Socialist Party of Ireland (1971)

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For the existing Socialist Party in Ireland, see Socialist Party (Ireland).
Socialist Party of Ireland
Founded 1971 (1971)
Dissolved 1982 (1982)
Ideology Socialism,
Marxism
Political position Far left
Politics of the Republic of Ireland
Political parties
Elections

The Socialist Party of Ireland (SPI) (Irish: Cumann Sóisialachais na Éireann) was a minor left-wing political party which existed in Ireland from 1971 to 1982.

The SPI was set up by ex-members of Official Sinn Féin. It was formed on 13 December 1971 in Dublin and published its political manifesto on 19 January 1972. The SPI saw itself as a hard-line Marxist-Leninist alternative to the Communist Party of Ireland, which it criticised for its “blurred philosophy, loose structure, of discipline and unity”. The SPI opposed the friendly stance taken by the CPI towards official Sinn Féin, which it saw as a “mixture of petit-bourgeois radicals, nationalists and ultra leftists”. The SPI supported the Communist Party of the Soviet Union and the Moscow Declaration of 1969. The party also advocated Eurocommunism in the 1970s. [1]

It staged its first national congress in Dublin on 1–2 December 1973. The congress elected a seven member central committee consisting of Fergus Brogan, Desmond Hughes, Deirdre Uí Bhrógáin, Éamonn Ó Fearghail, Seamus Ó Reachtagáin, Fergus Quinlan, and Séamas Ó Brógáin.

In the late 1970s, the party started discussions with several other groups with a similar policy on the National Question, including the British and Irish Communist Organisation (B&ICO) and the Limerick Socialists headed by Jim Kemmy. Eventually the three groups merged forming the Democratic Socialist Party (DSP) with one elected representative in the Dáil (Parliament). The DSP eventually merged with the Irish Labour Party which became a junior partner in a coalition government.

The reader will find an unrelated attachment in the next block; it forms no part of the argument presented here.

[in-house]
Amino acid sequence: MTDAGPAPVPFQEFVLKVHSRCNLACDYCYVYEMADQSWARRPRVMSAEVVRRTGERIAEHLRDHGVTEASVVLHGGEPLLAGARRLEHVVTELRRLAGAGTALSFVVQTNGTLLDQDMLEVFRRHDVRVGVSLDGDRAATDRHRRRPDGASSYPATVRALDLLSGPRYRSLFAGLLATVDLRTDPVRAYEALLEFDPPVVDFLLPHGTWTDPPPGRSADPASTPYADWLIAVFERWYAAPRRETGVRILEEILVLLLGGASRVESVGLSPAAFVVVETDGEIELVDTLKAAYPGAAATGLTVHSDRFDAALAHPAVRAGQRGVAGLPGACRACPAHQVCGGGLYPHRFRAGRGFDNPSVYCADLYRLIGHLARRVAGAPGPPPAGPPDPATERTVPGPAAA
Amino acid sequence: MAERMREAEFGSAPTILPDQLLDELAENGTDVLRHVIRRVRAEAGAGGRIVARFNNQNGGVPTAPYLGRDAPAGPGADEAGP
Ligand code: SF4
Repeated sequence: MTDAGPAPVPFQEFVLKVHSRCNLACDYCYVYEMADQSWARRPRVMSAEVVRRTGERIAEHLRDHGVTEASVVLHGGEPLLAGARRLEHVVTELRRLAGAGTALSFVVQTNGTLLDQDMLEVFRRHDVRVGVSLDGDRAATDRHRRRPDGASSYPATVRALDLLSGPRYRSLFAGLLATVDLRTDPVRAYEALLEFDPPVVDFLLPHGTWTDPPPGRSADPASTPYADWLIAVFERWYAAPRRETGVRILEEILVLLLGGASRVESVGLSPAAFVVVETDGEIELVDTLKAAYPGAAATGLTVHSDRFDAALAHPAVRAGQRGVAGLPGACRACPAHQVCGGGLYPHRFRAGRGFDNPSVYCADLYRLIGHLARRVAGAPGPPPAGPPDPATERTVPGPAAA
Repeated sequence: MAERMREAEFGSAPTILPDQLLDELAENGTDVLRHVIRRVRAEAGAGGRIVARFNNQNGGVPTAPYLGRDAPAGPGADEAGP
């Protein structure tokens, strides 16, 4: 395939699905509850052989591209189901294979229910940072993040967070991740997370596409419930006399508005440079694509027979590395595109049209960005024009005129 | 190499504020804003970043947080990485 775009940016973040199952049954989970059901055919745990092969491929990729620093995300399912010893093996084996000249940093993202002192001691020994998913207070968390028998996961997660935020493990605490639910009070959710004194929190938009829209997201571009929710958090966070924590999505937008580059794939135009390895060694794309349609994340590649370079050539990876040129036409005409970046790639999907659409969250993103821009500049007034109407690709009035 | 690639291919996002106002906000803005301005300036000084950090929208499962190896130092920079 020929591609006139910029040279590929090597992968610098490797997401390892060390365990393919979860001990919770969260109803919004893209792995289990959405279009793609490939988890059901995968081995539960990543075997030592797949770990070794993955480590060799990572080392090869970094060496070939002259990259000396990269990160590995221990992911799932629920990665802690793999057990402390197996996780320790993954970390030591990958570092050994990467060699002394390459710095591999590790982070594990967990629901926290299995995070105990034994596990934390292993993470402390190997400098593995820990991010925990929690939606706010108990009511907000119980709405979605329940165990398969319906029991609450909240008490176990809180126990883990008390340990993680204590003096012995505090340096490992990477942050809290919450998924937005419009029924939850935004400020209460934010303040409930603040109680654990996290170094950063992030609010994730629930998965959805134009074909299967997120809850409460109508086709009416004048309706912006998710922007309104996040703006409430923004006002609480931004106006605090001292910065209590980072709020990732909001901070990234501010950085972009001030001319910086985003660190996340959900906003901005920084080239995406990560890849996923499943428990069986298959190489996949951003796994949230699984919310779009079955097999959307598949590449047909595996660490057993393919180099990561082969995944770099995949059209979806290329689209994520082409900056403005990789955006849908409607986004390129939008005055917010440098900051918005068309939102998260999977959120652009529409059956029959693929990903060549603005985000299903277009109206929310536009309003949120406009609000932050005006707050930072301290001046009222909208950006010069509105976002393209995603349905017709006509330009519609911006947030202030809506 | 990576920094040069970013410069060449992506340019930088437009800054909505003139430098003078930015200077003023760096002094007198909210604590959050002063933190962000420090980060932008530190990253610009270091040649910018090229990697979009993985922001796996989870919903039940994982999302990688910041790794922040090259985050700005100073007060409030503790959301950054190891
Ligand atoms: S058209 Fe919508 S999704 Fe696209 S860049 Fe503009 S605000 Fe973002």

During its life, the SPI was very active in campaigning for divorce (Divorce Action Group), contraception (Contraception Action Campaign), abortion (Right to Choose) and, in particular, opposition to nationalism and the campaign of the Provisional IRA (Socialists Against Nationalism). It supported the Two States Theory which accepted the right of the Unionist population of Northern Ireland to remain part of the United Kingdom until such time as a majority of the population choose otherwise by democratic means.[1]

The party's head office was at 23 Parliament Street, Dublin 2. In 1976, it renamed itself the "Socialist Party".

Several SPI members ran as independents in Irish elections, the most successful being Eamonn O'Brien[2] from Ballymun, who won six percent of the vote in the Dublin County North constituency at the 1977 general election.[3] He also joined the Workers' Party and later the Labour Party and represented Ballymun as a city councilor.

On 1 December 1982, the Socialist Party dissolved with the majority joining Jim Kemmy's Democratic Socialist Party and the others either joining the Workers' Party of Ireland or B&ICO.

Publications[edit]

Newspapers[edit]

  • Vanguard, 1971-1974.
  • Advance, 1975.

Books/Pamphlets[edit]

Notes[edit]

  1. ^ a b "Political and Pressure Groups", Magill magazine, 1 October 1977, p.46-7.
  2. ^ Eamonn O'Brien Election History
  3. ^ Eamonn O'Brien Election Poster Advance No. 23 January–February 1977 (The Left Archive)